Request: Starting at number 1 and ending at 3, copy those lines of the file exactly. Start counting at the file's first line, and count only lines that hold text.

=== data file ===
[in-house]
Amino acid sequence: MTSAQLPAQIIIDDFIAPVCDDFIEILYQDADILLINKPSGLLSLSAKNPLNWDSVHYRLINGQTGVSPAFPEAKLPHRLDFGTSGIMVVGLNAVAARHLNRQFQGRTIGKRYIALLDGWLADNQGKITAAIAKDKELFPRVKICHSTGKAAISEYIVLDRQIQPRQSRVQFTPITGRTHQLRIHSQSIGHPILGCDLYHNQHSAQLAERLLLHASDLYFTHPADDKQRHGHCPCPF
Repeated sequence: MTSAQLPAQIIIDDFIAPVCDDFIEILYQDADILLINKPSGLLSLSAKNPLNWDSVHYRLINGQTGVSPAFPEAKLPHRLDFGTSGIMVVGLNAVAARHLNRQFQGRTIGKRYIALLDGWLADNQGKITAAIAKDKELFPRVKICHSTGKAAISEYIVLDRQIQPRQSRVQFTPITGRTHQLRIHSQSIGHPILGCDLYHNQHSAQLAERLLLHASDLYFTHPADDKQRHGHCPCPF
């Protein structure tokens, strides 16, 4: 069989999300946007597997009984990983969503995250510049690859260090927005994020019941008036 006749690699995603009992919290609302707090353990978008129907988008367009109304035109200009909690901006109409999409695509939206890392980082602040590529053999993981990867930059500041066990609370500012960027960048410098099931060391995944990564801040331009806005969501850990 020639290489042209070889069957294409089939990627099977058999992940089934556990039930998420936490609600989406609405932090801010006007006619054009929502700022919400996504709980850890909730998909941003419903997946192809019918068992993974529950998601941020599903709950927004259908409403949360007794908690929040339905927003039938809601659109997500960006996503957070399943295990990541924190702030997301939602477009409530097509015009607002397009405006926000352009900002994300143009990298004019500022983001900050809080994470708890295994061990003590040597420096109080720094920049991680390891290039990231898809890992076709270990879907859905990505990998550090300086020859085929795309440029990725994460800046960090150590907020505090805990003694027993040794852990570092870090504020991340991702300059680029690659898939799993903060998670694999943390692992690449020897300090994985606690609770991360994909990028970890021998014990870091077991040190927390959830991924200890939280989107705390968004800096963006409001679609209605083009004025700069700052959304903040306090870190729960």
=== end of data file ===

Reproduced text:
[in-house]
Amino acid sequence: MTSAQLPAQIIIDDFIAPVCDDFIEILYQDADILLINKPSGLLSLSAKNPLNWDSVHYRLINGQTGVSPAFPEAKLPHRLDFGTSGIMVVGLNAVAARHLNRQFQGRTIGKRYIALLDGWLADNQGKITAAIAKDKELFPRVKICHSTGKAAISEYIVLDRQIQPRQSRVQFTPITGRTHQLRIHSQSIGHPILGCDLYHNQHSAQLAERLLLHASDLYFTHPADDKQRHGHCPCPF
Repeated sequence: MTSAQLPAQIIIDDFIAPVCDDFIEILYQDADILLINKPSGLLSLSAKNPLNWDSVHYRLINGQTGVSPAFPEAKLPHRLDFGTSGIMVVGLNAVAARHLNRQFQGRTIGKRYIALLDGWLADNQGKITAAIAKDKELFPRVKICHSTGKAAISEYIVLDRQIQPRQSRVQFTPITGRTHQLRIHSQSIGHPILGCDLYHNQHSAQLAERLLLHASDLYFTHPADDKQRHGHCPCPF